Medical management is particularly important because Crohn disease has no cure. Therefore, treatment seeks to palliate symptoms, reduce bowel inflammation, and correct nutritional disturbances. Therapeutic recommendations depend on the disease location, severity, and complications. Mild to moderate disease can be treated with an oral aminosalicylates (sulfasalazine 3 to 6 g/day, or mesalamine 1 g four times a day). For ileal, colonic, or perianal disease, metronidazole, 500 mg three times a day, can be added. In patients with severe disease, steroid therapy should be initiated after active infection or abscess has been excluded. Prednisone, with initial daily doses of 40 to 60 mg orally, is a common outpatient treatment for acute flares; inpatients may receive hydrocortisone, 50 to 100 mg intravenously every 6 hours. Response to therapy should become evident within 7 days. Data have shown that infusions of infliximab (Remicade), a monoclonal antibody against tumor necrosis factor, is effective for Crohn flares and even Crohn fistulas (N Engl J Med 2004;350:876). Before receiving infliximab, the patient must have no active source of infection and be purified protein derivative (PPD)-negative. Infliximab is of particular use in poor surgical candidates who have otherwise failed medical management. After a patient has recovered from an acute flare, the medical regimen should be simplified to prevent long-term complications. In particular, steroids should be tapered as soon as possible to prevent side effects such as osteopenia, avascular necrosis, psychosis, and weight gain. The addition of immunomodulators, such as 6-mercaptopurine, may allow patients with refractory disease to taper off of prednisone.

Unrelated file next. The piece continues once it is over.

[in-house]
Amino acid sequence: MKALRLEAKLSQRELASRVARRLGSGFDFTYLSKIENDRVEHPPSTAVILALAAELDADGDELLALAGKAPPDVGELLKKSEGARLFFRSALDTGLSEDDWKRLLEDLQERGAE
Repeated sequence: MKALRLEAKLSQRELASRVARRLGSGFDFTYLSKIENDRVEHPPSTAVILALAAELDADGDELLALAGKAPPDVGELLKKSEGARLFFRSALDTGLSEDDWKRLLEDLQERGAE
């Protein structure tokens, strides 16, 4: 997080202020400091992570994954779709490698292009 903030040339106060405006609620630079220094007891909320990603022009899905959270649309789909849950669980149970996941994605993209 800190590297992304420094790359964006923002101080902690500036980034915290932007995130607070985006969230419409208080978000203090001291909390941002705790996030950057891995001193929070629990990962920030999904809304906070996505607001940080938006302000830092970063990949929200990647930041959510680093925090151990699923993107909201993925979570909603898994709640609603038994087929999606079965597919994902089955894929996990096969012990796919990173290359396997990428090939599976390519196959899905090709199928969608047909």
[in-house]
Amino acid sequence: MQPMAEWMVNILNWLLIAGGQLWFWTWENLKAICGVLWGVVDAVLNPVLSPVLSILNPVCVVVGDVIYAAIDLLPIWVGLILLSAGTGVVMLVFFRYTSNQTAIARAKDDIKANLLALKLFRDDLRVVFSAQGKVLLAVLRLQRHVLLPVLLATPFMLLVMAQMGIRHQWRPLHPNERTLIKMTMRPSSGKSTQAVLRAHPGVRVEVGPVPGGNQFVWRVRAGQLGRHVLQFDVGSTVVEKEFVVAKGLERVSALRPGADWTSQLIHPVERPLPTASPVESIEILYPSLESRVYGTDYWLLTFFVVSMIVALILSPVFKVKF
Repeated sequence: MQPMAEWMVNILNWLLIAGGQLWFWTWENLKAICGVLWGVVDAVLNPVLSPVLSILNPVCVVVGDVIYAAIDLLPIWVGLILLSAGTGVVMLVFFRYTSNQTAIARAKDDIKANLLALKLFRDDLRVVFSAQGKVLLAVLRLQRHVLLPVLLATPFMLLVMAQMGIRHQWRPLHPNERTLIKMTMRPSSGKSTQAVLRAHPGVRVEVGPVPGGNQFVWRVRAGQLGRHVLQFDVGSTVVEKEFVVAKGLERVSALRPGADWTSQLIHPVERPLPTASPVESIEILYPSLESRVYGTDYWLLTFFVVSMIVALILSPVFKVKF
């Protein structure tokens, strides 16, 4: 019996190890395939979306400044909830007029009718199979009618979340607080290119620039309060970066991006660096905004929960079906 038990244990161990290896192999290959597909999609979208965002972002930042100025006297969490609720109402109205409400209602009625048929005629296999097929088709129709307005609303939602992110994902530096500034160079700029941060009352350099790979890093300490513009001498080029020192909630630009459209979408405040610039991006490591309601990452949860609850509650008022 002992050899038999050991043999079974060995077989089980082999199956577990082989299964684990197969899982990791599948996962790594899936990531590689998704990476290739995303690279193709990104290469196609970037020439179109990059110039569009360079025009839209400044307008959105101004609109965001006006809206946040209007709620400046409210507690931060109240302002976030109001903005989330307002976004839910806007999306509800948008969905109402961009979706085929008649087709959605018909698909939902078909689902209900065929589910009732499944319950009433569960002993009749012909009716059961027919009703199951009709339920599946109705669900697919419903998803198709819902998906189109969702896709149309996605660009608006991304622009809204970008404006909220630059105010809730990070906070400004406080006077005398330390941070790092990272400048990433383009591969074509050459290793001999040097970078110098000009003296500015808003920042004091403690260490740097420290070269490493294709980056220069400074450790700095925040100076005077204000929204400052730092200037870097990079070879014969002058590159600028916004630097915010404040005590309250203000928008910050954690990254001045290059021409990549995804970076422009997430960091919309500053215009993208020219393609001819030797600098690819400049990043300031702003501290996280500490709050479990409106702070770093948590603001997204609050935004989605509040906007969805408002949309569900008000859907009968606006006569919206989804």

Surgical therapy is indicated for failure of medical therapy or to address acute complications of the disease, such as high-output fistulas, perforation, intra-abdominal abscess, severe colitis, bleeding, or obstruction from fibrotic strictures. Abdominal abscesses can usually be drained percutaneously with elective bowel resection thereafter. Most Crohn patients require operative treatment at some point in their life.
At the time of operation, the most important principle is to correct the complication while preserving bowel length to prevent short-gut syndrome. Resection to histologically negative margins does not significantly reduce the likelihood of disease recurrence; therefore, grossly normal margins of 2 cm are accepted. In the absence of free perforation, large abscesses, massively dilated bowel, severe malnutrition, or high-dose immunosuppression, primary anastomosis is safe. Stapling should be avoided in thick-walled bowel; in this situation, a hand-sewn anastomosis is indicated. Recent series suggest that laparoscopic ileocolic resections are safe alternatives to open procedures, especially at the time of first operation (Dis Colon Rectum 2003;46:1129). Issues that require special consideration beyond the scope of this chapter are duodenal disease, multiple skip lesions, and chronic fibrotic strictures in the setting of short-bowel syndrome.
Appendectomy. Patients who are being explored for presumed acute appendicitis and are found to have Crohn ileitis should have the appendix removed if the cecum is not inflamed. Conventional teaching has been that the terminal ileum should not be removed. This is controversial, however, given the low morbidity of ileocecal resection and the uncertainty of response to subsequent medical therapy.
Surgical complications include anastomotic leaks, enterocutaneous fistulas, and sepsis related to intra-abdominal abscesses and wound infections.
Prognosis. Crohn disease is a chronic panintestinal disease that currently has no cure. It requires chronic, lifelong treatment, with operation reserved for severe complications. Recently, however, specific “susceptibility genes” (NOD2/CARD15) have been identified in patients with Crohn disease. Further study of the pathways involved may shed light on pathogenesis and lead to more effective medical treatments.